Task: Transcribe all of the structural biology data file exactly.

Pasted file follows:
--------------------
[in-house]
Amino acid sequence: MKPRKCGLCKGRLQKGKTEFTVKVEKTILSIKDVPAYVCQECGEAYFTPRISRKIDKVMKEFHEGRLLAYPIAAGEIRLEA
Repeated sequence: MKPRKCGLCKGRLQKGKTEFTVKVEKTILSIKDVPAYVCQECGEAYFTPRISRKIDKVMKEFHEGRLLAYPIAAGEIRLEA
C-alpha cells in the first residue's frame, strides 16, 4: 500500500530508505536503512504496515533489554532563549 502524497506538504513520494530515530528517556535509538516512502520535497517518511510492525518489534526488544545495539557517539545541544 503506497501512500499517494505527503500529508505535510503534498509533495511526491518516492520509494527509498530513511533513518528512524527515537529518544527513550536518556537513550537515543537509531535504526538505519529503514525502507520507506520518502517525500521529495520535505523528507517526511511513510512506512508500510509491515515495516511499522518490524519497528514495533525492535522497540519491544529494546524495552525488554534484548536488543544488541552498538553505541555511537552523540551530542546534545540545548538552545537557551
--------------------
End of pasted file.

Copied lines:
[in-house]
Amino acid sequence: MKPRKCGLCKGRLQKGKTEFTVKVEKTILSIKDVPAYVCQECGEAYFTPRISRKIDKVMKEFHEGRLLAYPIAAGEIRLEA
Repeated sequence: MKPRKCGLCKGRLQKGKTEFTVKVEKTILSIKDVPAYVCQECGEAYFTPRISRKIDKVMKEFHEGRLLAYPIAAGEIRLEA
C-alpha cells in the first residue's frame, strides 16, 4: 500500500530508505536503512504496515533489554532563549 502524497506538504513520494530515530528517556535509538516512502520535497517518511510492525518489534526488544545495539557517539545541544 503506497501512500499517494505527503500529508505535510503534498509533495511526491518516492520509494527509498530513511533513518528512524527515537529518544527513550536518556537513550537515543537509531535504526538505519529503514525502507520507506520518502517525500521529495520535505523528507517526511511513510512506512508500510509491515515495516511499522518490524519497528514495533525492535522497540519491544529494546524495552525488554534484548536488543544488541552498538553505541555511537552523540551530542546534545540545548538552545537557551